The Bee Network are a collection of ambitious plans to transform how people travel around the Greater Manchester region.

Modelled upon the integrated transport system in place in London, the Bee Network is flagship policy of the Mayor of Greater Manchester, Andy Burnham.

The plans will join together buses, trams, rail as well as cycling and walking.

Mr Burnham recently revealed the first look at the new electric buses that will be rolled across Bolton and Wigan in September next year.

There will be an initial fleet of 50 with the mayor saying: “The countdown to bringing buses back under local control for the first time in thirty-six years is well and truly on.”

As part of this plan, Greater Manchester Combined Authority is also looking to deliver the UK's largest cycling and walking network.

It says it is connecting up every area and community in Greater Manchester, ‘making it easy, safe and attractive for people to travel on foot or by bike for everyday trips’.

The vision for the Bee Network was unveiled by former Cycling and Walking Commissioner Chris Boardman in 2018 as a 10-year, 1.5bn plan to create 1,800 miles of routes and 2,400 new crossings.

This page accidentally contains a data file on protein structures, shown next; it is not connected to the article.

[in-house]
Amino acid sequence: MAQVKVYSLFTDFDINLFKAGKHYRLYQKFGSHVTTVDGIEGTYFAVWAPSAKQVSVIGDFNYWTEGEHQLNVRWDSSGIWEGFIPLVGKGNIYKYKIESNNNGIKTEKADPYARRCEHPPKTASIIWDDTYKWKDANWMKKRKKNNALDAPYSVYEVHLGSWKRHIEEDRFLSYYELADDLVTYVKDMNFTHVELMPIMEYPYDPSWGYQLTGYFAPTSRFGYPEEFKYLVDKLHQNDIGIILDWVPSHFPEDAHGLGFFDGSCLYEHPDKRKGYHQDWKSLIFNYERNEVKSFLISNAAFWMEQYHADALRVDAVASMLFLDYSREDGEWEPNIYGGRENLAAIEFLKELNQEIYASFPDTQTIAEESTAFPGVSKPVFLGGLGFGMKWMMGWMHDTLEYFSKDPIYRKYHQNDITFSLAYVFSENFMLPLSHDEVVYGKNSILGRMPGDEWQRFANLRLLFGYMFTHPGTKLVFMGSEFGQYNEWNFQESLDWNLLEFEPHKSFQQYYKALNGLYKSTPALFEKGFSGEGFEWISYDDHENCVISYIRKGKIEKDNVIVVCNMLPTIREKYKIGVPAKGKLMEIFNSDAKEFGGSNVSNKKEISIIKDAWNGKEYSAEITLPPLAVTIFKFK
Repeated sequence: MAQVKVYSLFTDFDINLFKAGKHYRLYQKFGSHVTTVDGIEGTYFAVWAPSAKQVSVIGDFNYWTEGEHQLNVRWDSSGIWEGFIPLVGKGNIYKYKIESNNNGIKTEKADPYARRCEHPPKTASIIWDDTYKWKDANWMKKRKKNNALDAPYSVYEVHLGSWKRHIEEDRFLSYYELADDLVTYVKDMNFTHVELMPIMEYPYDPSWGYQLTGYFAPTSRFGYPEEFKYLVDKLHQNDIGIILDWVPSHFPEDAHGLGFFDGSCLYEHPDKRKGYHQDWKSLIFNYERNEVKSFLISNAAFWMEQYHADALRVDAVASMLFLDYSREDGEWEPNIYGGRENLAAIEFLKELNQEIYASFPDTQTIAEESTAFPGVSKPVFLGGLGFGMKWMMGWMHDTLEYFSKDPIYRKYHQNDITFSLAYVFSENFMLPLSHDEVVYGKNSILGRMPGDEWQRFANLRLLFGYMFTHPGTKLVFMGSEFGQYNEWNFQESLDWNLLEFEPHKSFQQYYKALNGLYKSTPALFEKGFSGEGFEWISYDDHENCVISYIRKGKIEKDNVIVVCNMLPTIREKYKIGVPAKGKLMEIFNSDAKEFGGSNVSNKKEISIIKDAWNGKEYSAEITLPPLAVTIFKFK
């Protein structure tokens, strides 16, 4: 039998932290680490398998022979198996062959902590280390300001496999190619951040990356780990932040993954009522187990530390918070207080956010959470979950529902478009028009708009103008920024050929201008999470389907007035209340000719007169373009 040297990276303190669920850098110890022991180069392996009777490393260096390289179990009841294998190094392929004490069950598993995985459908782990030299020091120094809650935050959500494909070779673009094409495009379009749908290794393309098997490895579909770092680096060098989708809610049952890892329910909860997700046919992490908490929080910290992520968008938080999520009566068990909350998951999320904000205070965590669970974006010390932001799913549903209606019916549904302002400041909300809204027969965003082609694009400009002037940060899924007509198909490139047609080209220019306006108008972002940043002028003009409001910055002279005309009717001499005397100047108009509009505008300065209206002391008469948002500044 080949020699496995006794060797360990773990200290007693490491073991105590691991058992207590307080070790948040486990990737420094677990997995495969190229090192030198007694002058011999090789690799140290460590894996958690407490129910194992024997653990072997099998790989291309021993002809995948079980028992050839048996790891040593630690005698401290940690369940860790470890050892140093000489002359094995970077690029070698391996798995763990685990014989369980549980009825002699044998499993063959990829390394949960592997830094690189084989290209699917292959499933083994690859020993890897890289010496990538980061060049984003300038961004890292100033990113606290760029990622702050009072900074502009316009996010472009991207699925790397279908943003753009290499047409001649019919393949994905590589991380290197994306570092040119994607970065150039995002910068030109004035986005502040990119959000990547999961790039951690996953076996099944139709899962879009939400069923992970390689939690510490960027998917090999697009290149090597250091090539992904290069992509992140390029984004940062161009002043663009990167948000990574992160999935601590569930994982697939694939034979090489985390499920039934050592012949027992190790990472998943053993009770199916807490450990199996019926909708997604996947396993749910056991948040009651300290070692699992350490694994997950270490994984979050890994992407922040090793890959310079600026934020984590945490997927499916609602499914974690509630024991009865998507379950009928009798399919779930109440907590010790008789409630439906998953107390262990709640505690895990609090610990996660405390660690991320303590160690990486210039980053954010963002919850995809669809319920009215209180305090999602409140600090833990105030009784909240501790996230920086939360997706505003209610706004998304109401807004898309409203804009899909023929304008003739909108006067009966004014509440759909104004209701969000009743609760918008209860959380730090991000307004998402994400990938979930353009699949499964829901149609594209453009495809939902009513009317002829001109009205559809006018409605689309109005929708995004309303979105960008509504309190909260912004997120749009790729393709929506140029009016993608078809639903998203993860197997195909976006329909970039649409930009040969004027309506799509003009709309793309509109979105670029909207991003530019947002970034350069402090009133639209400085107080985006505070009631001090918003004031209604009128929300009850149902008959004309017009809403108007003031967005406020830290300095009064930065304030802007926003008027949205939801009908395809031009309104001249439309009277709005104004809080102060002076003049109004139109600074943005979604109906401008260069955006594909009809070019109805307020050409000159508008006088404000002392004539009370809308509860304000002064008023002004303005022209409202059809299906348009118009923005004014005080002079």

And it would seem that the plans are supported by the majority.

READ MORE: Manchester's Bee Network moves step closer

According to the 2019 Sustrans’ Bike Report, 67 per cent of Greater Manchester residents support building more protected roadside cycle lanes, even when this could mean less space for other road traffic

Not only does the Bee Network aim to give people places to ride their bikes, but it also provides the equipment too.

Greater Manchester’s cycle hire scheme which was launched to the public in November last year has already seen over 100,000km collectively ridden - the equivalent of a quarter of the distance to the moon or two-and-a-half times ridden around the world.

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